1911 Encyclopædia Britannica/Lycaon
LYCAON, in Greek mythology, son of Pelasgus, the mythical first king of Arcadia. He, or his fifty impious sons, entertained Zeus and set before him a dish of human flesh; the god pushed away the dish in disgust and either killed the king and his sons by lightning or turned them into wolves (Apollodorus iii. 8; Ovid, Metam. i. 198). Some say that Lycaon slew and dished up his own son Nyctimus (Clem. Alex. Protrept. ii. 36; Nonnus, Dionys. xviii. 20; Arnobius iv. 24). The deluge was said to have been sent by Zeus in the time of Deucalion in consequence of the sons’ impiety. Pausanias (viii. 2) says that Lycaon sacrificed a child to Zeus on the altar on mount Lycaeus, and immediately after the sacrifice was turned into a wolf. This gave rise to the story that a man was turned into a wolf at each annual sacrifice to Zeus Lycaeus, but recovered his human form if he abstained from human flesh for ten years. The oldest city, the oldest cultus (that of Zeus Lycaeus), and the first civilization of Arcadia are attributed to Lycaon. His story has been variously interpreted. According to Weizsäcker, he was an old Pelasgian or pre-Hellenic god, to whom human sacrifice was offered, bearing a non-Hellenic name similar to λύκος, whence the story originated of his metamorphosis into a wolf. His cult was driven out by that of the Hellenic Zeus, and Lycaon himself was afterwards represented as an evil spirit, who had insulted the new deity by setting human flesh before him. Robertson Smith considers the sacrifices offered to the wolf-Zeus in Arcadia to have been originally cannibal feasts of a wolf-tribe, who recognized the wolf as their totem. Usener and others identify Lycaon with Zeus Lycaeus, the god of light, who slays his son Nyctimus (the dark) or is succeeded by him, in allusion to the perpetual succession of night and day. According to Ed. Meyer, the belief that Zeus Lycaeus accepted human sacrifice in the form of a wolf was the origin of the myth that Lycaon, the founder of his cult, became a wolf, i.e. participated in the nature of the god by the act of sacrifice, as did all who afterwards duly performed it. W. Mannhardt sees in the ceremony an allusion to certain agricultural rites, the object of which was to prevent the failure of the crops and to avert pestilence (or to protect them and the flocks against the ravages of wolves). Others (e.g. V. Bérard) take Zeus Lycaeus for a Semitic Baal, whose worship was imported into Arcadia by the Phoenicians; Immerwahr identifies him with Zeus Phyxios, the god of the exile who flees on account of his having shed blood. Another explanation is that the place of the sacred wolf once worshipped in Arcadia was taken in cult by Zeus Lycaeus, and in popular tradition by Lycaon, the ancestor of the Arcadians, who was supposed to have been punished for his insulting treatment of Zeus. It is possible that the whole may be merely a reminiscence of a superstition similar to the familiar werwolf stories.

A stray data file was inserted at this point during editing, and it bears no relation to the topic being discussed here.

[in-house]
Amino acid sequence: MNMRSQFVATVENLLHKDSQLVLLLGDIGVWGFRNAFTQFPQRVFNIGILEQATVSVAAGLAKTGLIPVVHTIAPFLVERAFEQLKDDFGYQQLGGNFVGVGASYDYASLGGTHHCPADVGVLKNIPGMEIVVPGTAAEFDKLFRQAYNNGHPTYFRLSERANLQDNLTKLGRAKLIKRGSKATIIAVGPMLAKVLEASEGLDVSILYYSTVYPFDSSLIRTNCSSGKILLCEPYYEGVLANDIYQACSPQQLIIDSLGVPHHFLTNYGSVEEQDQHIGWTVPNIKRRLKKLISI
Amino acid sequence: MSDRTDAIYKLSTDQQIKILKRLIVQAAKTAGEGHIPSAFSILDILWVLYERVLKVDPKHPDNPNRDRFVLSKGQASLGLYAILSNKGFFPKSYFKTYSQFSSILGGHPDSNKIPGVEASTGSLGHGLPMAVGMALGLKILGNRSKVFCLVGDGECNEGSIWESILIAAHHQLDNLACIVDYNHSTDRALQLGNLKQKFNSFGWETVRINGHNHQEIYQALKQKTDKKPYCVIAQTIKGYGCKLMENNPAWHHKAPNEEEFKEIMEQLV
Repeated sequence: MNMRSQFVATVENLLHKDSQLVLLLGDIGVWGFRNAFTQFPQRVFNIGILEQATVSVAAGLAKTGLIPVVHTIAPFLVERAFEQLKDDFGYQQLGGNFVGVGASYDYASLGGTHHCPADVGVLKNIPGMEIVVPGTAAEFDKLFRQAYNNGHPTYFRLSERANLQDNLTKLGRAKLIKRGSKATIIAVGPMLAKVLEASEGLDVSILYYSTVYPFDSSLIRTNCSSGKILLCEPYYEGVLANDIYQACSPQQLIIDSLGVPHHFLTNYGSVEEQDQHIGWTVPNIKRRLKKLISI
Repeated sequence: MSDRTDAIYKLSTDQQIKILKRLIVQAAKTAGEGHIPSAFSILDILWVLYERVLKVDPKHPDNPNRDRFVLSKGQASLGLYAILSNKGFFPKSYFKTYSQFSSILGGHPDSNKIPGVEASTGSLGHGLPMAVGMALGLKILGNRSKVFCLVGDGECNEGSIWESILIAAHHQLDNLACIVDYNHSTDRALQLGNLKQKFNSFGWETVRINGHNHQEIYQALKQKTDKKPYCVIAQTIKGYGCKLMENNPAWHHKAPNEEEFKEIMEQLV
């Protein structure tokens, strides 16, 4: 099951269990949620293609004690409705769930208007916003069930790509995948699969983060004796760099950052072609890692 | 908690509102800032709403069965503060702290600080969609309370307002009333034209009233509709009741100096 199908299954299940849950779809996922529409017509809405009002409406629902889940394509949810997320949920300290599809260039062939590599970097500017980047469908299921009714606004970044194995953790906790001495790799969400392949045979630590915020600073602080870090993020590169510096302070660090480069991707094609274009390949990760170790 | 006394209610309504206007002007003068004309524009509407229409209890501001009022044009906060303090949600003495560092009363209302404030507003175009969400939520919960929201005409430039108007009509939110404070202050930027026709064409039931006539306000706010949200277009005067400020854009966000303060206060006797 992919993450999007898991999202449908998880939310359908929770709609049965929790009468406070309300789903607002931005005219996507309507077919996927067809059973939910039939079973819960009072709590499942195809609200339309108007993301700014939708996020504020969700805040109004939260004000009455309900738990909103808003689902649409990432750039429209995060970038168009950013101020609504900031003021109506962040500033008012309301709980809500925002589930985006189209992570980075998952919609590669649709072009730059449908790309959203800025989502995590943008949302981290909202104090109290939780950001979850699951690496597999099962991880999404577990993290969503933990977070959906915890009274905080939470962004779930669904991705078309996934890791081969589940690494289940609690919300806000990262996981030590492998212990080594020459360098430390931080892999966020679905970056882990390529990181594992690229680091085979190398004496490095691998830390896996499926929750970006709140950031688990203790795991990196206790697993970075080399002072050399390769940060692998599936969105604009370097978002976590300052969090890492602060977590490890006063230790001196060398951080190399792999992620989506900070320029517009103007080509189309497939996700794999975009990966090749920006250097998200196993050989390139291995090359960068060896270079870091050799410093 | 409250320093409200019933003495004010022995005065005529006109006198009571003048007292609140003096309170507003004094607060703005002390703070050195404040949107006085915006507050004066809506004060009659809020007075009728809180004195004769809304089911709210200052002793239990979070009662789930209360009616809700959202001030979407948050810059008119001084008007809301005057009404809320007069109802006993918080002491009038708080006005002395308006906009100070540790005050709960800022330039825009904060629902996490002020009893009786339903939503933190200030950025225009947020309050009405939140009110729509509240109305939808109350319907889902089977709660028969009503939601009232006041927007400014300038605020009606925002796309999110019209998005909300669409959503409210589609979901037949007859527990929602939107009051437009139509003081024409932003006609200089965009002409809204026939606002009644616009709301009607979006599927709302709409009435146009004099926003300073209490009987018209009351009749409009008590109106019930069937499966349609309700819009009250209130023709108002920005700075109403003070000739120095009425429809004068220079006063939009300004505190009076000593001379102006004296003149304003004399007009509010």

See articles by P. Weizsäcker in Roscher’s Lexikon and by G. Fougères (s.v. “Lykaia”) in Daremberg and Saglio’s Dictionnaire des antiquités; W. Immerwahr, Die Kulte und Mythen Arkadiens, 1. (1891), p. 14; L. R. Farnell, Cults of the Greek States, i. (1896), p. 40; A. Lang, Myth, Ritual and Religion (1899); C. Pascal, Studii di antichità e mitologia (1896), who sees in Lycaon a god of death honoured by human sacrifice; Ed. Meyer, Forschungen zur alten Geschichte, i. (1892), p. 60; W. Mannhardt, Wald- und Feldkulte, ii. (1905); G. Fougères, Mantinée et l’Arcadie orientale (1898), p. 202; V. Bérard, De l’origine des cultes arcadiens (1894); H. D. Müller, Mythologie der griechischen Stämme, ii. (1861), p. 78; H. Usener, Rheinisches Museum, liii. (1898), p. 375; G. Görres, Berliner Studien für classische Philologie, x. 1 (1889), who regards the Lycaea as a funeral festival connected with the changes of vegetation; Vollgraf, De Ovidii mythopoeia; a concise statement of the various forms of the legend in O. Gruppe, Griechische Mythologie, ii. p. 920, n. 4; see also Lycanthropy; D. Bassi, “Apollo Liceo,” in Rivista di storia antica, i. (1895); and Frazer’s Pausanias, iv. p. 189. (J. H. F.)